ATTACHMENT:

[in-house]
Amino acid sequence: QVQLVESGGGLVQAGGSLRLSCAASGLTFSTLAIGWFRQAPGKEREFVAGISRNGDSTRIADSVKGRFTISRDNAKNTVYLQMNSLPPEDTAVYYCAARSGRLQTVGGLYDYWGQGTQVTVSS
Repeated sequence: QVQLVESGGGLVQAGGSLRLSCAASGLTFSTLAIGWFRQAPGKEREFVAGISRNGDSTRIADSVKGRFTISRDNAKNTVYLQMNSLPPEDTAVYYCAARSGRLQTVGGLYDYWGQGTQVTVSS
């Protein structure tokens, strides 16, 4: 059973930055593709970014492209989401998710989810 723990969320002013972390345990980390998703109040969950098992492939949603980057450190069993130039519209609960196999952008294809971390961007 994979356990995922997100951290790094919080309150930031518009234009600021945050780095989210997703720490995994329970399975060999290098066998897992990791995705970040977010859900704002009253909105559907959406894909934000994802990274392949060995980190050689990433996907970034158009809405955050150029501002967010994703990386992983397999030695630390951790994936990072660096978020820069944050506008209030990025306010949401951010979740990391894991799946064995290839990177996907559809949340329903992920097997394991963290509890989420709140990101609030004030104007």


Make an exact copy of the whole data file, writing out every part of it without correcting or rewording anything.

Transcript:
[in-house]
Amino acid sequence: QVQLVESGGGLVQAGGSLRLSCAASGLTFSTLAIGWFRQAPGKEREFVAGISRNGDSTRIADSVKGRFTISRDNAKNTVYLQMNSLPPEDTAVYYCAARSGRLQTVGGLYDYWGQGTQVTVSS
Repeated sequence: QVQLVESGGGLVQAGGSLRLSCAASGLTFSTLAIGWFRQAPGKEREFVAGISRNGDSTRIADSVKGRFTISRDNAKNTVYLQMNSLPPEDTAVYYCAARSGRLQTVGGLYDYWGQGTQVTVSS
């Protein structure tokens, strides 16, 4: 059973930055593709970014492209989401998710989810 723990969320002013972390345990980390998703109040969950098992492939949603980057450190069993130039519209609960196999952008294809971390961007 994979356990995922997100951290790094919080309150930031518009234009600021945050780095989210997703720490995994329970399975060999290098066998897992990791995705970040977010859900704002009253909105559907959406894909934000994802990274392949060995980190050689990433996907970034158009809405955050150029501002967010994703990386992983397999030695630390951790994936990072660096978020820069944050506008209030990025306010949401951010979740990391894991799946064995290839990177996907559809949340329903992920097997394991963290509890989420709140990101609030004030104007």